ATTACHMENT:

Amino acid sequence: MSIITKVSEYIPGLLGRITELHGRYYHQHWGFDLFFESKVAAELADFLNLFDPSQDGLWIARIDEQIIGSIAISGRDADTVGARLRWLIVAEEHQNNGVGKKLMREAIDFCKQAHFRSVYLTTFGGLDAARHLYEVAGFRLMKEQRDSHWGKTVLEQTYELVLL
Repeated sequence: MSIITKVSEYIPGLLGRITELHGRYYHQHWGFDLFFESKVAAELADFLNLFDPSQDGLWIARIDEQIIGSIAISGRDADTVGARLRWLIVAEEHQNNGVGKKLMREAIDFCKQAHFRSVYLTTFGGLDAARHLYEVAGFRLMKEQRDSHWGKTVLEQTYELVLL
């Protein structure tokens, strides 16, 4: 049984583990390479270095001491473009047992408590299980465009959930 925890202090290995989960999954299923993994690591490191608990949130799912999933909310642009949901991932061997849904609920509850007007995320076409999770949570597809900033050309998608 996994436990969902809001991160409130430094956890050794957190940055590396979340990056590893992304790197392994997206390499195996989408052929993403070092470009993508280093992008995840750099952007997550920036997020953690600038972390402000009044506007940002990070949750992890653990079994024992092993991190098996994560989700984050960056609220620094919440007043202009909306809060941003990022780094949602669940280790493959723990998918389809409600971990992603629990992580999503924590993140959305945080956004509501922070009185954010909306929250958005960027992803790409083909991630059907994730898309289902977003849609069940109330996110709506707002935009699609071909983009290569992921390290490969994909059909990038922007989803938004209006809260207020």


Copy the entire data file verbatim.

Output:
Amino acid sequence: MSIITKVSEYIPGLLGRITELHGRYYHQHWGFDLFFESKVAAELADFLNLFDPSQDGLWIARIDEQIIGSIAISGRDADTVGARLRWLIVAEEHQNNGVGKKLMREAIDFCKQAHFRSVYLTTFGGLDAARHLYEVAGFRLMKEQRDSHWGKTVLEQTYELVLL
Repeated sequence: MSIITKVSEYIPGLLGRITELHGRYYHQHWGFDLFFESKVAAELADFLNLFDPSQDGLWIARIDEQIIGSIAISGRDADTVGARLRWLIVAEEHQNNGVGKKLMREAIDFCKQAHFRSVYLTTFGGLDAARHLYEVAGFRLMKEQRDSHWGKTVLEQTYELVLL
């Protein structure tokens, strides 16, 4: 049984583990390479270095001491473009047992408590299980465009959930 925890202090290995989960999954299923993994690591490191608990949130799912999933909310642009949901991932061997849904609920509850007007995320076409999770949570597809900033050309998608 996994436990969902809001991160409130430094956890050794957190940055590396979340990056590893992304790197392994997206390499195996989408052929993403070092470009993508280093992008995840750099952007997550920036997020953690600038972390402000009044506007940002990070949750992890653990079994024992092993991190098996994560989700984050960056609220620094919440007043202009909306809060941003990022780094949602669940280790493959723990998918389809409600971990992603629990992580999503924590993140959305945080956004509501922070009185954010909306929250958005960027992803790409083909991630059907994730898309289902977003849609069940109330996110709506707002935009699609071909983009290569992921390290490969994909059909990038922007989803938004209006809260207020």